Your basket
Your basket
0 items - £0.00

Personal tools

Home News Remembering in Dorset

Skip to content. | Skip to navigation

Remembering in Dorset

by Michael Ford last modified 25 Sep, 2019 04:50 PM

The first public service to remember those who have been killed or injured on its roads and those who serve them was greeted with praise by victims' families.

Remembering in Dorset

Churchwarden Peter Cook, Chief Constable James Vaughan, High Sheriff Philip Warr, the Revd Simon Evans, Bishop Karen, the Revd Andrew Rowland, Martyn Underhill, Deputy Lieutenant John Raymond

The service, led by the Bishop of Sherborne, the Rt Revd Karen Gorham and Chaplains who serve the Dorset police, was held in Wimborne Minster last Saturday.

It was an opportunity for all those who care to gather and for those who have been injured or lost their lives to be remembered.

The service was also be attended by the Chair of Dorset Council, the High Sheriff and Chief Constable of Dorset Police as well as other representatives of local chaplaincies and the emergency services, including fire and ambulance.

Pictured: Minster Churchwarden Peter Cook, Chief Constable James Vaughan, High Sheriff of Dorset Philip Warr, the Revd Simon Evans (Chaplain to Dorset Police), Bishop Karen, The Revd Andrew Rowland (Rector of Wimborne Minster and the Northern Villages), Police and Crime Commissioner Martyn Underhill, and Deputy Lieutenant of Dorset John Raymond.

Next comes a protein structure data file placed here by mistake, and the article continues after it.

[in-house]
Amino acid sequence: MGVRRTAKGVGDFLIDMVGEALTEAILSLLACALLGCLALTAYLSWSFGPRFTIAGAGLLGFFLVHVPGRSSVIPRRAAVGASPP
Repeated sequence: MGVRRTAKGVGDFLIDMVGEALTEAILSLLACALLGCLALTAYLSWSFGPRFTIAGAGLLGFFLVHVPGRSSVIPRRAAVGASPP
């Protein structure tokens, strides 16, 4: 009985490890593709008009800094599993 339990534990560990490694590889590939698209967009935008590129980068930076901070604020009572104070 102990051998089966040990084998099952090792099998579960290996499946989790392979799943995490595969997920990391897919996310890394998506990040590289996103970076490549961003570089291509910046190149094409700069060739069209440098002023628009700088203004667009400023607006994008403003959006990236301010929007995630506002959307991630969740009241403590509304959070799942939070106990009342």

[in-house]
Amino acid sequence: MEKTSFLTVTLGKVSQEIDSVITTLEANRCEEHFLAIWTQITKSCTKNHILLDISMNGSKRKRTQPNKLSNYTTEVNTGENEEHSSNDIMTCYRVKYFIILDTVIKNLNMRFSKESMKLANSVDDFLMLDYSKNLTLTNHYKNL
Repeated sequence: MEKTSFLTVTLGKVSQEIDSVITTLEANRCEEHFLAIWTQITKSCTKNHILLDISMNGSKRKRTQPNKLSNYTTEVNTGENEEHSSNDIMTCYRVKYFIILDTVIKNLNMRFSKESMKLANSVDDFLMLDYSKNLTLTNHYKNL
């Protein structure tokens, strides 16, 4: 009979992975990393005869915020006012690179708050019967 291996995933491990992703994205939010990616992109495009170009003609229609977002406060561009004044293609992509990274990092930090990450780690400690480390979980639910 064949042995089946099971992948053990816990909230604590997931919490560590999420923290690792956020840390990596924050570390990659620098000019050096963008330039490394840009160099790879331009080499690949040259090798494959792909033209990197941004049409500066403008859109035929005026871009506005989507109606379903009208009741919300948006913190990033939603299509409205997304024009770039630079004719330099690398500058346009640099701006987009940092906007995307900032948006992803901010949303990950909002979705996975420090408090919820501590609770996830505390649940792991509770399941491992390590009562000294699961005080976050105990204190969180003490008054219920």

Dorset Police and Crime Commissioner Martyn Underhill said:

“Every time we have a horrific car crash on our roads, there are families who experience a shattering of their lives, which can be lifelong... and I am so humbled some of those families attended the service.

“Saturday’s service was a very important reminder of the devastating human loss that lies behind the statistics, as well as of the reasons why we need to redouble our efforts to make our roads safer. I was also pleased to see so many members of our emergency services - paramedics and firefighters as well as police officers - being recognised for the work they do attending road traffic accidents.”

16 people have died in crashes in the first half of this year in Dorset - the same number who lost their lives during the whole of 2018.

Bishop Karen said that since living in Dorset she had become aware of the dangers of our road system and the number of accidents and fatalities there are year on year.

"Whilst this year we are relieved to hear that this number has decreased, I know many people are affected by road traffic accidents be they relatively minor or severe, including the families and friends of those involved.

"It is with this in mind that in partnership with Dorset Police, their part-time Chaplains and Wimborne Minster I have decided to hold this service in September and invite all those who have been affected.”

Document Actions